20 Fenchurch Street in London is home to a futuristic, sleek, striking skyscraper that's been dubbed the "Walkie Talkie" due to its distinctive shape. Maybe not the most dignified of nicknames, but the developers were happy to see their building becoming a part of the city's slang. Until recently, that is, when it started to gain a rather notorious reputation that's going to be hard to live down after a man accused the building of melting part of his Jaguar.
Say what? It turns out that the distinctive curved design combined with an impressive array of windows amounts to a solar collector that creates a concentrated beam of light, which is cast on the sidewalk and streets below. As the day progresses, the light moves, creating a scorching environment on ground level. For a man unlucky enough to park his car in the wrong spot at the wrong time, the result can be melted and warped quarterpanels, damaged windows, and problems with the interior of the car as well.
This isn't the only building with a similar problem. Any kind of curved design paired with a sweeping expanse of glass, as is common in modern architecture, can become a solar collector when it's facing the right direction. Las Vegas has experienced similar problems with its flashy architecture, and it's an issue on a smaller scale in some other cities as well. One would think this would be a known issue and consideration for architects preparing building plans, but evidently no one thought ahead with the Walkie Talkie.
Martin Lindsay, who runs a tiling company, is understandably irritated by the damage, as are other vehicle owners who came forward when his report made the news. Intrepid journalist James Waterson had to check the situation out for himself, so he took a frying pan and an egg to the site and, yes, fried an egg. The heat is so intense that he said it's comparable to cooking on a hob at home. The Walkie Talkie is even setting local carpets on fire -- as the glare intrudes through windows and doorways at street level, it's so hot that it's enough to ignite fibers.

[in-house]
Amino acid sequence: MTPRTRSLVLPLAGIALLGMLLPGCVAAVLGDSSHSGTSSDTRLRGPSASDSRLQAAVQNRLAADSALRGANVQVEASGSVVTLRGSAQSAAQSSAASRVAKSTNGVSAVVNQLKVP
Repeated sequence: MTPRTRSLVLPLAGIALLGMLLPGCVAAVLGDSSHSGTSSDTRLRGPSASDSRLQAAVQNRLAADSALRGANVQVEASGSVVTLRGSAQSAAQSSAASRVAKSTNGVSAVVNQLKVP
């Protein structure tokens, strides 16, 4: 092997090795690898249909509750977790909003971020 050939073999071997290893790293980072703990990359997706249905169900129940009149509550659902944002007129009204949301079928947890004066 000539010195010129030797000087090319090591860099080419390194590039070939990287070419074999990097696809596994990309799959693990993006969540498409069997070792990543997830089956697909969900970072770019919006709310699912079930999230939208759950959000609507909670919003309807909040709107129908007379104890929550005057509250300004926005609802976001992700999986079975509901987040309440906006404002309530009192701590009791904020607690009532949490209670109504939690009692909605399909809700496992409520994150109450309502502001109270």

Clearly, the City of London has a problem. For now, it's suspending parking in the most affected region in the hopes of preventing any further damage to vehicles, and that's a radical step for a city where parking spots are at a desperate premium. The City is also calling upon the developers of the building to come up with a long-term solution to the hazards of the Walkie Talkie. In the long term, this will likely involve a screen or window treatment that will cut the reflected glare without compromising the stunning look of the Rafael Vinoly-designed building. For now, the developers are putting up screens at street level.
The lessons of the Walkie Talkie are important; while beautiful, gorgeous, eye-catching design is always a good thing, it's also a good idea to step back and think about practicalities at the same time. In regions of the world that tend to get a lot of sun, buildings need to be constructed with care to avoid turning them into effective death rays. A Phoenix contractor, for example, needs to think carefully about the positioning of a building and the array of windows while working with an architect and other members of a design team.
A mistake early in the design process could result in years of frustrating work to fix the problem, as may be the case with the Walkie Talkie.
Katie Marks writes for Networx.com.